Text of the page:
These were done with two dies, one in English and the other in Russian. Scarcely 4 mm tall, they had to line up exactly with each other, yet they were upside down from each other.

These were done with two dies, one in English and the other in Russian. Scarcely 4 mm tall, they had to line up exactly with each other, yet they were upside down from each other.

Leather labels: one stamped with type, the other with decorative leaves (done by hand)

Leather labels: one stamped with type, the other with decorative leaves (done by hand)

IMG_2383

Type was hand-set and stamped on a Kwikprint; all other decoration done with hand tools

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Filed under Bookbinding techniques, My projects, Tool Talk

This is my job.

Yesterday and today, I have been working on a special project: making lifting knives for my Intro to Book Repair  students. I have to make seven of them, which is twice as many knives as I have ever made at once, and seven times as many as I have ever made of one type. It takes a long time to make even one good knife by hand, so it’s a fair job for me. I began by visiting Noisebridge, a local hacker space which also happens to have a wood shop, to use their bench grinder to grind the high-carbon Sheffield steel blanks down to the right shape. A few of the young computer guys would come in and chat with me from time to time about what I was doing, and I got a lot of raised eyebrows. It turned out one of the guys who keeps up the wood shop is from Madison, so we got to talk about how much we miss a good cheese curd. Two other dudes came in to use the router in order to make a slit drum, and there was a lady making phoenix stencils and painting and sanding pieces of wood. Meanwhile, outside the wood shop, Noisebridge is having its weekly 10 minutes of fame event, where people share what they like to do. The place is packed! I heart SF.

The blanks having been shaped, I progressed to the actual sharpening process. We learned to make our own knives when I was at North Bennet Street School, as I have mentioned in this blog before. Although that process was painful, frustrating, and time-consuming, filled with lots of whining, crying, and the sharing of disturbing nightmares among my fellow students (Mark, I’m so sorry we put you through all that!), now I feel totally confident when dealing with anything knife-related, from small hand tools to board shears and guillotines. Since then and now, I have had a lot of time to think about steel, its uses, types, and qualities, and observe the tools I see in the field. I can appreciate the extreme hardness of the steel we use for our bookbinding tools. I have experienced tools that hold their edges and tools that don’t.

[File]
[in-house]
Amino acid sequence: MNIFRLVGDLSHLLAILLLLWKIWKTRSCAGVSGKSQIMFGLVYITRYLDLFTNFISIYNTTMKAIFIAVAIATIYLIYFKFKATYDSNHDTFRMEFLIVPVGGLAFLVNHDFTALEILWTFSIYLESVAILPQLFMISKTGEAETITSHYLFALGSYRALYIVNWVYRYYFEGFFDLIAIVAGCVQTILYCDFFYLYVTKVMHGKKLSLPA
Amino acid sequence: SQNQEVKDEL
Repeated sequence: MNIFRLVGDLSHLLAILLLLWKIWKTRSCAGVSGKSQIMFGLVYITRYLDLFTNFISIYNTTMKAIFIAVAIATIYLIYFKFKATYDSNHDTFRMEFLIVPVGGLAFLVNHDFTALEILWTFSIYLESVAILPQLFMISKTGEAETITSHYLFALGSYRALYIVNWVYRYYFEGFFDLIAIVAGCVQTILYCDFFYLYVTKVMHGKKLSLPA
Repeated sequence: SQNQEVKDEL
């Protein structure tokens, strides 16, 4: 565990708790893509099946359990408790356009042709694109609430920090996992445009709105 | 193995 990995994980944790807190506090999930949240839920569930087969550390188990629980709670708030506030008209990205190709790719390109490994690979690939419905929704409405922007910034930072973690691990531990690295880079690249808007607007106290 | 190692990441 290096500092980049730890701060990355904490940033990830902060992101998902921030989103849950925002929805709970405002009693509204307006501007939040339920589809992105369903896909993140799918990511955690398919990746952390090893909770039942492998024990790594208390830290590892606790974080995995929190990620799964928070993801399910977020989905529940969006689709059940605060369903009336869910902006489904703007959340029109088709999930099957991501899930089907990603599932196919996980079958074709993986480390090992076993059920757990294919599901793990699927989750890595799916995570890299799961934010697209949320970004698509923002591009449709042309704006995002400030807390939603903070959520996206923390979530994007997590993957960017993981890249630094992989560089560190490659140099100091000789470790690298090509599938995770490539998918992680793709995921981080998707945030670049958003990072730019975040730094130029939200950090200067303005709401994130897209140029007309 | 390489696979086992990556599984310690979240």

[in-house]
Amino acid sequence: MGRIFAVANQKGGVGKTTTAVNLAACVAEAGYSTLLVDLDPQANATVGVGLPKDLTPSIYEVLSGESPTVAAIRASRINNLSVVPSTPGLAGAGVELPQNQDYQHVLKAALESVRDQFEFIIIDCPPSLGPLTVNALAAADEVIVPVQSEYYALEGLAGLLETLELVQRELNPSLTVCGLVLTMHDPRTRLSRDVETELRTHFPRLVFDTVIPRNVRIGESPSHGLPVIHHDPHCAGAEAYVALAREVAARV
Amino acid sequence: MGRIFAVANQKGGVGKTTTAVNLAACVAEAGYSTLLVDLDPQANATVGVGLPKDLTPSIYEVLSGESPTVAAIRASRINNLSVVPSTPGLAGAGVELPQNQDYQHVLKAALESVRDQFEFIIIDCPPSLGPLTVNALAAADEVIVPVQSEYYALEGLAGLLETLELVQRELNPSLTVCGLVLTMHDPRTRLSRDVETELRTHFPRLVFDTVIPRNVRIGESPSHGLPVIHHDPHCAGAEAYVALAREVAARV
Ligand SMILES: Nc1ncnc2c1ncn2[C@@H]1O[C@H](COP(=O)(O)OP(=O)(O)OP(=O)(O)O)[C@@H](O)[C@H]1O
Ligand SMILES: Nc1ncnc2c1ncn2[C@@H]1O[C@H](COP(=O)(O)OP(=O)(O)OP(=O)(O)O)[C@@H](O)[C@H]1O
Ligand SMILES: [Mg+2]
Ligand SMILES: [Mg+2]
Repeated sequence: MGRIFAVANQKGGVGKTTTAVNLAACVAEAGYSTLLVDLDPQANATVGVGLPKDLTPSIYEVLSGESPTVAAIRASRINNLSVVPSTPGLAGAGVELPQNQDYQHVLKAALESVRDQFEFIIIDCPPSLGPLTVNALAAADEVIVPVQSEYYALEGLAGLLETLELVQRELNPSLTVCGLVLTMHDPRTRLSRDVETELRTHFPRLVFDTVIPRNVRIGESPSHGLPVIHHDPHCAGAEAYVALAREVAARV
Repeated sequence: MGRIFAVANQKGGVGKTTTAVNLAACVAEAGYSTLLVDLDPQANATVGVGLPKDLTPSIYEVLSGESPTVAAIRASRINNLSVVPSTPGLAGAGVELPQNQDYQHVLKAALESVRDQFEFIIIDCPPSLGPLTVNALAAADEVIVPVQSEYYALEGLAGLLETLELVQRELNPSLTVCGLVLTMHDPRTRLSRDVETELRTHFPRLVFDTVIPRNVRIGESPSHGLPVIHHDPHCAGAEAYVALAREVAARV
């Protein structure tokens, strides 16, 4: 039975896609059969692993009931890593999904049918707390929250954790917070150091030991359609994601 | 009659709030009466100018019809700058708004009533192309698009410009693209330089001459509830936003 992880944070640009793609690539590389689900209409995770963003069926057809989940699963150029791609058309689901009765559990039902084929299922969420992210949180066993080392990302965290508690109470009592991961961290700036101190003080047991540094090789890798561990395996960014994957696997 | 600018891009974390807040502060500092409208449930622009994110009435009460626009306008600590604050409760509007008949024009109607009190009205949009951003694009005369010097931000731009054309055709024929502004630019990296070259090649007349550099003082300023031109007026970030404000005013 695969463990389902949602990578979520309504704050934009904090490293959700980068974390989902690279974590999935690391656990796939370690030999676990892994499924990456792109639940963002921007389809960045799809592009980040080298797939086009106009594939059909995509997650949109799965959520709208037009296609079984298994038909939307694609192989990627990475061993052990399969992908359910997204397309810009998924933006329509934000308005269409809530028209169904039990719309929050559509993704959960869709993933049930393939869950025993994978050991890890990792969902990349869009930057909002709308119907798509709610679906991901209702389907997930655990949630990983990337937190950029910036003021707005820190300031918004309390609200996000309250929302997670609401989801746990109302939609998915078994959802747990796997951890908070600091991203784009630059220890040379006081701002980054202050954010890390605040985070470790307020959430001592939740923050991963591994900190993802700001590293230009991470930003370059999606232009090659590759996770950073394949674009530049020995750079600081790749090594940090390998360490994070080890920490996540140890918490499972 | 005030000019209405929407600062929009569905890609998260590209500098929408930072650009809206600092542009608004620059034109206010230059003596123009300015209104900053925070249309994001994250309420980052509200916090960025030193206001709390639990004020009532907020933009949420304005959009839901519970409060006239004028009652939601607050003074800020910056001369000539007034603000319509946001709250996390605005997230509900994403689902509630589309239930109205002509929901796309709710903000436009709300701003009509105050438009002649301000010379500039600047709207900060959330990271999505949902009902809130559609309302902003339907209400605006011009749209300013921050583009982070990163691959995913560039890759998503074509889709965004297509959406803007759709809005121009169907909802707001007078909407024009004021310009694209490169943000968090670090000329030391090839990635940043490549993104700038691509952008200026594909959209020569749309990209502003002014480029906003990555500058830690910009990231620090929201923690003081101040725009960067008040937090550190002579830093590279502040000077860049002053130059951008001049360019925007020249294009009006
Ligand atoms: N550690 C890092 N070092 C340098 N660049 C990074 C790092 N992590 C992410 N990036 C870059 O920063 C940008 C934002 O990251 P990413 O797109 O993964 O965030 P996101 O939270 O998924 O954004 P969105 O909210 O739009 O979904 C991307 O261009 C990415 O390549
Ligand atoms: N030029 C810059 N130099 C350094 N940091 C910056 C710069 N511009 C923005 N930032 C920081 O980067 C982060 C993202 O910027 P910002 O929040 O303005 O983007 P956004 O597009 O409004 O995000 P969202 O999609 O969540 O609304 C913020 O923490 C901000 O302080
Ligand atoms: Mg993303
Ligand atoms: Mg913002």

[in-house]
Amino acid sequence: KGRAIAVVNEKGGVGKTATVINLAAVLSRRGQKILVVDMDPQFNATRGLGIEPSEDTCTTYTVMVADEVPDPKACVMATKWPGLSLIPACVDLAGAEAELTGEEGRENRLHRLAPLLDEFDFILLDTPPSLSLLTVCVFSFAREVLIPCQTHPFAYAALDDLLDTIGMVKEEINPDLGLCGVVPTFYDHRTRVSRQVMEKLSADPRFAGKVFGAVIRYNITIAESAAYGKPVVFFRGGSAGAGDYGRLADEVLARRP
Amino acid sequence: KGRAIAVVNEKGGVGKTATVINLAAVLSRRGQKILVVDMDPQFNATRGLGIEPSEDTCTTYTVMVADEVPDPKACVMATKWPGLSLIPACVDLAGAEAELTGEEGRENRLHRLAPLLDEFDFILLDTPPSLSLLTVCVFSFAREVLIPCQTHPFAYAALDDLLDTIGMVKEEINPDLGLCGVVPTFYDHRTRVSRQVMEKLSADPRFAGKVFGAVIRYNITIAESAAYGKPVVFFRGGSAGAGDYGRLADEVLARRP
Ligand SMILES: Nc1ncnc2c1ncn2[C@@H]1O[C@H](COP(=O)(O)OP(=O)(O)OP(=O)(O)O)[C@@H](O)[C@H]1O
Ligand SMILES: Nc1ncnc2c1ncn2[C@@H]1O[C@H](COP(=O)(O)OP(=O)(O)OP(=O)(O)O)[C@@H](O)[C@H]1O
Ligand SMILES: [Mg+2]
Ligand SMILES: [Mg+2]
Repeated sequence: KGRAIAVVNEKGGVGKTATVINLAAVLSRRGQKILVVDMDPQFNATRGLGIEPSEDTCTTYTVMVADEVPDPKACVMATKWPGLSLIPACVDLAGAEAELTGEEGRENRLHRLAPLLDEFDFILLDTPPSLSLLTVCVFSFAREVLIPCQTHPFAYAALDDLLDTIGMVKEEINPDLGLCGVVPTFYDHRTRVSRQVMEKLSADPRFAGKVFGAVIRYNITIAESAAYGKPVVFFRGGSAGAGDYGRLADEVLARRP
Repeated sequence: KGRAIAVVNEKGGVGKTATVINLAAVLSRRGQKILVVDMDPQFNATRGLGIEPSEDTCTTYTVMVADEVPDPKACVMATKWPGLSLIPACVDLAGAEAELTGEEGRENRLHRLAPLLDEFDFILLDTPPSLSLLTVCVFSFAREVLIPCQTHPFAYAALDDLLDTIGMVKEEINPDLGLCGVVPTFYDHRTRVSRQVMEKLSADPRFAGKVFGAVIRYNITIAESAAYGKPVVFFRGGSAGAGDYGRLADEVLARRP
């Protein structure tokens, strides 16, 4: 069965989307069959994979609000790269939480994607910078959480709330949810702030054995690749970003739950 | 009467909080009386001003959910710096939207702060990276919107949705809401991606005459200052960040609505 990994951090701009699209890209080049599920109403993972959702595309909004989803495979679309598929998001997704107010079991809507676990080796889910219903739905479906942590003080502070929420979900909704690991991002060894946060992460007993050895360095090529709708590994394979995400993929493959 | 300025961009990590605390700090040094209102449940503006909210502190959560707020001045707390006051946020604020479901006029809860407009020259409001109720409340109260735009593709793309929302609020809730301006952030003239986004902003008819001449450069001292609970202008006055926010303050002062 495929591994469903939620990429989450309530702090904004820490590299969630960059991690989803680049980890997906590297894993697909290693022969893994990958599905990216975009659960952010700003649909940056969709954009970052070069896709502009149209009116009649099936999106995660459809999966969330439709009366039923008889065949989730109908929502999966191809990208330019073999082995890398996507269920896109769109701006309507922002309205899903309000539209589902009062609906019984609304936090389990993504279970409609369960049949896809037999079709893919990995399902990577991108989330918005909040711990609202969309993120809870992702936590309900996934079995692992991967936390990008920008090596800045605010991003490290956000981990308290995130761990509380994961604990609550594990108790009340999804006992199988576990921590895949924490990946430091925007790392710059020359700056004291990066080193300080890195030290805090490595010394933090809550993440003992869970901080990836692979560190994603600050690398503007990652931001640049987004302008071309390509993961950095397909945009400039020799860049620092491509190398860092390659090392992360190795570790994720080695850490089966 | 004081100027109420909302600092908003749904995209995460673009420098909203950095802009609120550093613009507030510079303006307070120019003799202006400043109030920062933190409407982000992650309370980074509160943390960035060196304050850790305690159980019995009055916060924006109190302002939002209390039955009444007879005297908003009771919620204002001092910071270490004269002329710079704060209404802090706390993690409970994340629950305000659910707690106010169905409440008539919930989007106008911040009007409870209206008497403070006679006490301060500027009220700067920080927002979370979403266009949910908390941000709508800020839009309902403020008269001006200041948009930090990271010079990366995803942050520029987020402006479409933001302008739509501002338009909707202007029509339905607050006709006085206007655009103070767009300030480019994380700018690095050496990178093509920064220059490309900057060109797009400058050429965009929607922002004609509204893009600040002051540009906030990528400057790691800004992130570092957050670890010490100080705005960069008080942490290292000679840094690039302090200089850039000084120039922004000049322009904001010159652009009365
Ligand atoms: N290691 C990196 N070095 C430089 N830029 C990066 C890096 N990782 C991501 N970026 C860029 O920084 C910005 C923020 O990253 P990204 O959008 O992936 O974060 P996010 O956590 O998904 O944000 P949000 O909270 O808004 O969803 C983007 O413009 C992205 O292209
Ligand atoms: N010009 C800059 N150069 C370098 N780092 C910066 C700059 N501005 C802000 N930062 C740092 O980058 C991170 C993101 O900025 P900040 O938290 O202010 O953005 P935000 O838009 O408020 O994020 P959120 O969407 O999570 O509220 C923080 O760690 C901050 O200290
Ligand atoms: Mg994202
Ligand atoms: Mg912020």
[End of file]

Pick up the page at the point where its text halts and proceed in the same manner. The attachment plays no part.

In any case, now I use a combination of Jeff Peachey’s sharpening system, a dry system which uses disposable sheets of progressively-smaller grit microabrasive papers, and my good old Japanese water stones from school.

The 6000 grit water stone with nigura stone in the foreground. Finishing strop is to the right, and three knife blanks at the back (with my own lifting knife in its sheath on top).

The 6000 grit water stone with nigura stone in the foreground. Finishing strop is to the right, and three knife blanks at the back (with my own lifting knife in its sheath on top).

Although the adhesive-backed papers are really easy to use, and much cleaner than the water stones, I used the water stones to create the edges on my seven students’ lifting knives.

From left to right: a Hewit paring knife I use as a blank; two right-handed lifting knives after being sharpened on a Peachey slab of 80-micron sandpaper, left-handed knife after same.

From left to right: a Hewit paring knife I use as a blank; two right-handed lifting knives after being sharpened on a Peachey slab of 80-micron sandpaper, left-handed knife after same.

The cleanup is worth it when you make multiple knives, and I try in general to stay away from disposable stuff unless the convenience really makes a difference. Well, the water stones really came through for me today, and though the knives are all a little irregularly- shaped, I am really happy with the bevel angle and the fact that they’re all sharp enough to shave. Ready for a class full of eager future book conservators!